Not a day goes by without dozens of articles on the fiscal cliff on almost every financial website. CNBC, amongst several TV sites even has a clock ticking on its morning show showing the time left before the fiscal cliff is here. One of the guests on Bloomberg TV this week even included a comment that the fiscal cliff is more of a fiscal slope rather than a cliff.
I sit here wondering whether the fiscal cliff is all that it is being made out to be. The hype and frenzy around the cliff reminds me of the Y2K scare around computers at the beginning of this century. It was probably the biggest hoax that I have seen in my lifetime. As the world’s clocks ticked past the Dec. 31, 1999, deadline, what happened? NOTHING!
While the fiscal cliff may be important to the U.S. taxpayers and U.S. citizens, it is relatively irrelevant to the remainder of the world. Ask an average citizen in India or China (approximately 35 percent of the total world population) if they care about taxes going up in the United States. I suspect they will not even have heard of the fiscal cliff, let alone be bothered or concerned.
So while we can all debate the effects of the cliff here, the rest of the world is beginning to sprout real growth and start a new cycle of expansion.
China has now had two months of solid growth, with most indicators pointing to an expansion. Yes, it missed the key statistics of exports this month, but that is just a real measure of its years of attempting to stimulate domestic consumption. One of the criticisms against China was that it is heavily dependent on exports. Since 2006 onward, the emphasis has been on growing domestic demand and it seems like the country has turned the corner on having domestic consumption become a much larger portion of the overall growth.
India has once again embarked on a path of economic liberalization. After three to four years of no real policy push, the government seems to have awoken from its slumber and has pushed through some significant reforms in retail foods, aviation, insurance and other major industries. While it is still early days there, the intent seems to be sincere and the government seems to navigate the local politics quite well now.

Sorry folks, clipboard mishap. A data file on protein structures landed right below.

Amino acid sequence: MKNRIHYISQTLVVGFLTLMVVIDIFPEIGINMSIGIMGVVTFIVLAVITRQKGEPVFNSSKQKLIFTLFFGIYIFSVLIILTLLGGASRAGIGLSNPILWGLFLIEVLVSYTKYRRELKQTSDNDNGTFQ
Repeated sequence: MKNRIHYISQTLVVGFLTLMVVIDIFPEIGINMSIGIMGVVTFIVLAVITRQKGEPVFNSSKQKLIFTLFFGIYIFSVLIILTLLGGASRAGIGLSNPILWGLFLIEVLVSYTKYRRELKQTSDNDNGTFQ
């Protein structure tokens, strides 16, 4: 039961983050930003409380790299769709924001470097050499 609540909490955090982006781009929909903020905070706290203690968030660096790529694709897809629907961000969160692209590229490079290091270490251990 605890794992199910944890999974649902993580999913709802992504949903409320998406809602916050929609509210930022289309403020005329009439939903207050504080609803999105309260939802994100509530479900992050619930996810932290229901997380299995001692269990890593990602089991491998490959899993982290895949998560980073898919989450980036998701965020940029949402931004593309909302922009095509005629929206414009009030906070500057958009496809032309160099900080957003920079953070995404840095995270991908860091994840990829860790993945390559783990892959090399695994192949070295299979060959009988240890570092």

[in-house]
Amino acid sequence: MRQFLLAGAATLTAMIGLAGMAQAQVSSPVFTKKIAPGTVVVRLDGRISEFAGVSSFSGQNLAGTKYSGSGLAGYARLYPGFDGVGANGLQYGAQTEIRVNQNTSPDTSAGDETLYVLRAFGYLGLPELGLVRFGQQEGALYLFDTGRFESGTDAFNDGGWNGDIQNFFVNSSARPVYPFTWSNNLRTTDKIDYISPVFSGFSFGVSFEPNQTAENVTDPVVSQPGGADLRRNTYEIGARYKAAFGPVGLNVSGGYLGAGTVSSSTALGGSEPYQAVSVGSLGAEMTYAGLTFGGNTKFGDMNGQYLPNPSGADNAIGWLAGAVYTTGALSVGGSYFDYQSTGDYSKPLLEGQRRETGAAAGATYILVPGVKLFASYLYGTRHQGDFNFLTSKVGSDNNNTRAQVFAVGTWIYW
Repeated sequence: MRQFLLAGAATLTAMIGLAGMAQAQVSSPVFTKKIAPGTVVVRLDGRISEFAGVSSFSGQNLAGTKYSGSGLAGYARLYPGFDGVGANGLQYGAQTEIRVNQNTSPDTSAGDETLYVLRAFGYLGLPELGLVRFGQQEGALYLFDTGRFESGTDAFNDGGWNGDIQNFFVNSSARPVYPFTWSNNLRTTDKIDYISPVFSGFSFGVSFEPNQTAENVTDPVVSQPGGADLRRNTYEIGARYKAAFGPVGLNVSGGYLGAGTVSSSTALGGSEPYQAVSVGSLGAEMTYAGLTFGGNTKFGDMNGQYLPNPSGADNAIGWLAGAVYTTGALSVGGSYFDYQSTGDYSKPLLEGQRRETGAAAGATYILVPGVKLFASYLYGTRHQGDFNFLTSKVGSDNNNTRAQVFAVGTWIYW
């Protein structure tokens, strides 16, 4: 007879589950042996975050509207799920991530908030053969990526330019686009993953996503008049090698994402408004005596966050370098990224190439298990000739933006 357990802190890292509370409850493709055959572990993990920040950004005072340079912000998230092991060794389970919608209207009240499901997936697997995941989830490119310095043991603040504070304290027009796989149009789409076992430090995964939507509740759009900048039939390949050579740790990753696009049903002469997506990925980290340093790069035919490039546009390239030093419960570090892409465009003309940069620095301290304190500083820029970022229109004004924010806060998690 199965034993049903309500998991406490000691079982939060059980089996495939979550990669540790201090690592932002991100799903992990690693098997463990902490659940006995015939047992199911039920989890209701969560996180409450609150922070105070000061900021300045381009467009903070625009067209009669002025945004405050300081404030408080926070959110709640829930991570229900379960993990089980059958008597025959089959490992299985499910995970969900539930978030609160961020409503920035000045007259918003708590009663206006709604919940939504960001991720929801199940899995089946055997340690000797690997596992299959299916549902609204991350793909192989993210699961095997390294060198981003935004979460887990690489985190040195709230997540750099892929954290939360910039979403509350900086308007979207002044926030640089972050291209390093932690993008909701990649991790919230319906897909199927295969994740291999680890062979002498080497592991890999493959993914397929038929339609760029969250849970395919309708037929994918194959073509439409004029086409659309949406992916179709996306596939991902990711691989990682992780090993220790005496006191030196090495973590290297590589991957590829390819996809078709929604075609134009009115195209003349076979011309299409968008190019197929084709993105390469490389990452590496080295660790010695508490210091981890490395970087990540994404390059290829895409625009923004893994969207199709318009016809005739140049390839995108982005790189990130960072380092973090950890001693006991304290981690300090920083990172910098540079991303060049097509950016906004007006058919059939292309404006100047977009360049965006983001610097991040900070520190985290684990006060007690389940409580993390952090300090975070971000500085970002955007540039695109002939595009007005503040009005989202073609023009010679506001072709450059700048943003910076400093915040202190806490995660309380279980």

Malaysia is also showing signs of a real resurgence. Industrial production increased 5.8 percent for September, boosted by both mining and manufacturing. The current indicators seem to show a consistent and positive uptick.
South Africa is also increasing its manufacturing output, although mining is still lagging due to several labor disputes leading to large strikes. If they can be resolved quickly, we will see a resurgence of mining in South Africa as well.
Back in the United States, we are seeing a real increase in the expectations of the people in the economic turnaround. While the signs are alarming when I see data around the personal debt levels and credit card debt increasing again, it is a clear indication that people are spending more and expecting an increase in growth. While I personally think this is misguided and that we may see a continuation of the muddling growth of 1 to 2 percent in gross domestic product in the United States and Western world, we are clearly seeing a momentum shift in the Asian economies without much dependence on the U.S. economy to recover.
China’s export market share is still expanding, albeit at a slower pace than before. There is some evidence that the very low end of manufacturing may be moving to low-cost countries such as Vietnam and Bangladesh. For instance, there has been a rise of Vietnam's imports of fabrics from China, possibly because of low-end textile activities relocating.
China is definitely on the move again and this time without the need for the United States to recover.
I recommend that your investment portfolio also mirror the reality of the economic recovery on a global basis without having to wait for the U.S. recovery.
In such a shifting reality of the world’s growth patterns, does the fiscal cliff really matter to the world?
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